How do you feel about a maglev train in Maryland? Here's what readers had to say.

In an investigation published by The Baltimore Sun this month, reporter Kevin Rector examined some of the arguments for and against building a futuristic Japanese train system, known as maglev, in Maryland. The proposal would create a 15-minute commute between Baltimore and Washington and enable travel from Washington to New York in an hour.

We invited readers to share their feedback on maglev with us. Here’s what some people had to say (some responses edited for clarity):


Improved commutes and better job opportunities

While I live in Annapolis and would not typically use it, I think it would reduce traffic congestion generally. More importantly, I think it could be transformational for the City of Baltimore that continues to suffer population and job loss. Baltimore's housing costs are a fraction of D.C. so reliable, convenient, and swift access to D.C. jobs would benefit not only current Baltimore residents but would likely create a housing boom in the City with concomitant increased property values and tax receipts. – David Plott

It would free my time to be more productive and not be stuck in traffic. It also would allow people to work in Washington and save money by living in Baltimore. The property tax savings are one of the most critical aspects of maglev which no one discusses. Money moves where it is treated best, and with maglev it can flow to areas with lower property taxes. We all need to commute with maglev, the sooner, the better. –Frank Cerrone


Much quicker and easier access to DC and NYC = better access to business opportunities from my home in Baltimore. I can live in a quieter, less expensive, culturally interesting city (Baltimore) and still get daily work done in both NYC and DC. –Lucas Bittick

Opportunity for more leisure time

I would go to Baltimore all the time to enjoy more vegan restaurants than we have in DC! –Erik Mueller

I would have the ability to experience a different city, allow myself to explore a different city and just be more diverse in my weekend outings. –Christopher Keksz

My husband works in DC and we live in Baltimore. Currently it takes him 2 hours door to door. This would significantly improve quality of life and productivity! –Natalie Malek

Embracing technology

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A high-speed train would promote economic growth in the region and assert the region as an innovation leader. This is a necessity. Highways are going to become a standstill if we do not provide alternative travel options. Driverless cars, car-sharing, and ride sharing services are only going to add more vehicles on roads. –J. Koes

Questions of affordability, safety and environmental impact

My main concern is the cost of tickets. Will this be accessible to lower/middle income people like me? Or will this be another rich person's fast lane, like the express lanes charging $40 during rush hour? I want this, it's the future of travel. If we can get a system like this across the US it would revolutionize how we look for employment and aid the mobility of the populace... IF prices are accessible. –Deanna Echanique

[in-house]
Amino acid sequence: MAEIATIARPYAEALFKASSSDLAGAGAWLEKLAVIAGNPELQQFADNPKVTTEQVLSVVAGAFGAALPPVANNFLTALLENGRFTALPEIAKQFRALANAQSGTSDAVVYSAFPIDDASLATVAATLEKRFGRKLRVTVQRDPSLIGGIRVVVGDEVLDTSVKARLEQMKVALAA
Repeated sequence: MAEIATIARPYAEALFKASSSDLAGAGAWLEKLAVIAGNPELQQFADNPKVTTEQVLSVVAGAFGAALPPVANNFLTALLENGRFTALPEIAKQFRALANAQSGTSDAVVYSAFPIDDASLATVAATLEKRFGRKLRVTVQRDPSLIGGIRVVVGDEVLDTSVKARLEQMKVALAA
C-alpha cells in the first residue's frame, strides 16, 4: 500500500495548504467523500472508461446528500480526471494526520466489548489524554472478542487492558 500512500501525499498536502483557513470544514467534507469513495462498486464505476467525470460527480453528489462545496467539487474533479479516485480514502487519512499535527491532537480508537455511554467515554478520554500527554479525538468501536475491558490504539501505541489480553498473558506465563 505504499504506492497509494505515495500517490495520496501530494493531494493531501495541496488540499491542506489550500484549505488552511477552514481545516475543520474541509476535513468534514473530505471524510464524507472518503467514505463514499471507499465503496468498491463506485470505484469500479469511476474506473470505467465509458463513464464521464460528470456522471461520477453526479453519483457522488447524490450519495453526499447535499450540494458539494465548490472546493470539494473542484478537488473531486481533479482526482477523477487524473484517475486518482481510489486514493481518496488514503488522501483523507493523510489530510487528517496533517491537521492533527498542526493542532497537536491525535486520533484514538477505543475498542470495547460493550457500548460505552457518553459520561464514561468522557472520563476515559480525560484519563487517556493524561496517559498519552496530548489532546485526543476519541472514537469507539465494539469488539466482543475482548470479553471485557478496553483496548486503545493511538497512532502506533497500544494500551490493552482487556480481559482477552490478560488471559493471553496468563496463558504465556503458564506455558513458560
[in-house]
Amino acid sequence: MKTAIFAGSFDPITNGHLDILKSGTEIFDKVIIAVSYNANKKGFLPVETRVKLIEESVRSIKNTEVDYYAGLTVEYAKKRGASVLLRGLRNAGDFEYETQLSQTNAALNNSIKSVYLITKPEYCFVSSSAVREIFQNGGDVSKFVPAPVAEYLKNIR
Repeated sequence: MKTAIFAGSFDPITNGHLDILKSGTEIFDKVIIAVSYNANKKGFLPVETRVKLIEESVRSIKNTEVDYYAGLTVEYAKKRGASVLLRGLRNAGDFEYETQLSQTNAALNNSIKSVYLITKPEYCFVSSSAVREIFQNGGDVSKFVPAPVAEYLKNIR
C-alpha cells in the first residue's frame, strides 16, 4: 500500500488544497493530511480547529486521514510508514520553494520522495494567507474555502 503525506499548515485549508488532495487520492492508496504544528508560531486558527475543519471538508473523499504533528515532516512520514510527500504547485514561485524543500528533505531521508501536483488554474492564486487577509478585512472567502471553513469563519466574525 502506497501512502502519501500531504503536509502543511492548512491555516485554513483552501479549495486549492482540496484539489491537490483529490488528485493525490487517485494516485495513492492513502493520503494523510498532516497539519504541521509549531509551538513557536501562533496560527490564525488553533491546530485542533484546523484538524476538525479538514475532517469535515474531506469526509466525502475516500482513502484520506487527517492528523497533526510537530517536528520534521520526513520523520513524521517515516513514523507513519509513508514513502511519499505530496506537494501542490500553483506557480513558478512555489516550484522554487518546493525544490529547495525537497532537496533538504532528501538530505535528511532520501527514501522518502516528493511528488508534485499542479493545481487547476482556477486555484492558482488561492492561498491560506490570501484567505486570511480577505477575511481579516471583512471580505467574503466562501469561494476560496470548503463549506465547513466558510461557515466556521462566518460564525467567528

Will this be another rich person's fast lane?

—  Deanna Echanique

I wonder what the cost would be and if anyone other than the wealthy business people would be about to afford to travel on it. At the speeds projected it wouldn't stop anywhere that would help others than those living in the cities connected. –Kate Land

I am on both of the proposed routes. It would disrupt and destroy our communities physically and environmentally. If eminent domain does not wipe us out, the value of our homes, etc., will go down. The cost, financially and human, will be too high. … I am in favor of technology when it makes sense. This does not. –Susan McCutchen


Funds better spent elsewhere

Who in the world wants to travel between Washington, D.C. and Baltimore, two of the worst places to live (in recent years) or work. This is a colossal waste of money. … STOP THE WASTEFUL SPENDING and return some money to the tax-payers! Let the free market and private enterprise meet our transportation needs. Russell Mollot

The mass transportation infrastructure available at the proposed locations in Baltimore and Washington are very limited, none are adjacent to terminals for our limited commuter rail networks. It is unfortunate that advocates for improving and widening our existing services can't put on as impressive as show. To drive into either Union Station or Baltimore's Penn station makes saving 15 minutes on the connecting rail journey a very small part of the total travel time. –David Drasin